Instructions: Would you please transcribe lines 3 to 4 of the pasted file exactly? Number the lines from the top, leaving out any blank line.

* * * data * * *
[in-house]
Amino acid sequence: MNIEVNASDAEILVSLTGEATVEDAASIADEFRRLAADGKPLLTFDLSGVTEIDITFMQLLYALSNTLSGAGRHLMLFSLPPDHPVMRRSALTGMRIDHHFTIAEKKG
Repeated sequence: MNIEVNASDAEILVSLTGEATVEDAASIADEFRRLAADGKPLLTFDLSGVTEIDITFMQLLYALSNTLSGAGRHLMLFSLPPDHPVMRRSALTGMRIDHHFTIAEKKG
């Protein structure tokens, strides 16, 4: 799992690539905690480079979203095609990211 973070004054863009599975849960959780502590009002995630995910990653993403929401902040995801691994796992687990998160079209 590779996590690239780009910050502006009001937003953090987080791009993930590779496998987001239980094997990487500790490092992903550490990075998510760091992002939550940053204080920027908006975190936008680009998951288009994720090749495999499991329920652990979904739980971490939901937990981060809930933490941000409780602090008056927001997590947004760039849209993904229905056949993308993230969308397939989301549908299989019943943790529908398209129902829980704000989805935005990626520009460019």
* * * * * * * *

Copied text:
Repeated sequence: MNIEVNASDAEILVSLTGEATVEDAASIADEFRRLAADGKPLLTFDLSGVTEIDITFMQLLYALSNTLSGAGRHLMLFSLPPDHPVMRRSALTGMRIDHHFTIAEKKG
């Protein structure tokens, strides 16, 4: 799992690539905690480079979203095609990211 973070004054863009599975849960959780502590009002995630995910990653993403929401902040995801691994796992687990998160079209 590779996590690239780009910050502006009001937003953090987080791009993930590779496998987001239980094997990487500790490092992903550490990075998510760091992002939550940053204080920027908006975190936008680009998951288009994720090749495999499991329920652990979904739980971490939901937990981060809930933490941000409780602090008056927001997590947004760039849209993904229905056949993308993230969308397939989301549908299989019943943790529908398209129902829980704000989805935005990626520009460019």